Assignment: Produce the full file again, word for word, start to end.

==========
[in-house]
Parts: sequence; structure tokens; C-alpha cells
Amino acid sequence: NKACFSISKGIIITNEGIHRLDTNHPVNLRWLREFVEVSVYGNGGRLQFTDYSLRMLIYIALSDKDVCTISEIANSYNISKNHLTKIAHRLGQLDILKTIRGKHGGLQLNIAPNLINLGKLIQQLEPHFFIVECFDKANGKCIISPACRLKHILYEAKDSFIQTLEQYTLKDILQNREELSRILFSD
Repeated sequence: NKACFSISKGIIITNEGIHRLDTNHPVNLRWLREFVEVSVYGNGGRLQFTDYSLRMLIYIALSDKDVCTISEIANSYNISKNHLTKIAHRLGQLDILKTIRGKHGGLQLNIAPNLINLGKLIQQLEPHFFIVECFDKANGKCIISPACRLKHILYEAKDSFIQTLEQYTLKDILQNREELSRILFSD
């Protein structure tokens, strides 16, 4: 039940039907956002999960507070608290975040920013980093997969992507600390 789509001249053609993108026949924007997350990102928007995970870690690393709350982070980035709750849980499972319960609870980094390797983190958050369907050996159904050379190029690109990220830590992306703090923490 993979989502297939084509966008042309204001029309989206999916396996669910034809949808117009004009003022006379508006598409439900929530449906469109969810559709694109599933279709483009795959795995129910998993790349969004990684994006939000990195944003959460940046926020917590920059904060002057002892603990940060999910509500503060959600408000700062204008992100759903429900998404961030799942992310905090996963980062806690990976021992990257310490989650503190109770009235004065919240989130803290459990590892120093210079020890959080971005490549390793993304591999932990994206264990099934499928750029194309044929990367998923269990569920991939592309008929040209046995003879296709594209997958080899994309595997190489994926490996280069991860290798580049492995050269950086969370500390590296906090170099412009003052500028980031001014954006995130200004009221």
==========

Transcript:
[in-house]
Parts: sequence; structure tokens; C-alpha cells
Amino acid sequence: NKACFSISKGIIITNEGIHRLDTNHPVNLRWLREFVEVSVYGNGGRLQFTDYSLRMLIYIALSDKDVCTISEIANSYNISKNHLTKIAHRLGQLDILKTIRGKHGGLQLNIAPNLINLGKLIQQLEPHFFIVECFDKANGKCIISPACRLKHILYEAKDSFIQTLEQYTLKDILQNREELSRILFSD
Repeated sequence: NKACFSISKGIIITNEGIHRLDTNHPVNLRWLREFVEVSVYGNGGRLQFTDYSLRMLIYIALSDKDVCTISEIANSYNISKNHLTKIAHRLGQLDILKTIRGKHGGLQLNIAPNLINLGKLIQQLEPHFFIVECFDKANGKCIISPACRLKHILYEAKDSFIQTLEQYTLKDILQNREELSRILFSD
């Protein structure tokens, strides 16, 4: 039940039907956002999960507070608290975040920013980093997969992507600390 789509001249053609993108026949924007997350990102928007995970870690690393709350982070980035709750849980499972319960609870980094390797983190958050369907050996159904050379190029690109990220830590992306703090923490 993979989502297939084509966008042309204001029309989206999916396996669910034809949808117009004009003022006379508006598409439900929530449906469109969810559709694109599933279709483009795959795995129910998993790349969004990684994006939000990195944003959460940046926020917590920059904060002057002892603990940060999910509500503060959600408000700062204008992100759903429900998404961030799942992310905090996963980062806690990976021992990257310490989650503190109770009235004065919240989130803290459990590892120093210079020890959080971005490549390793993304591999932990994206264990099934499928750029194309044929990367998923269990569920991939592309008929040209046995003879296709594209997958080899994309595997190489994926490996280069991860290798580049492995050269950086969370500390590296906090170099412009003052500028980031001014954006995130200004009221």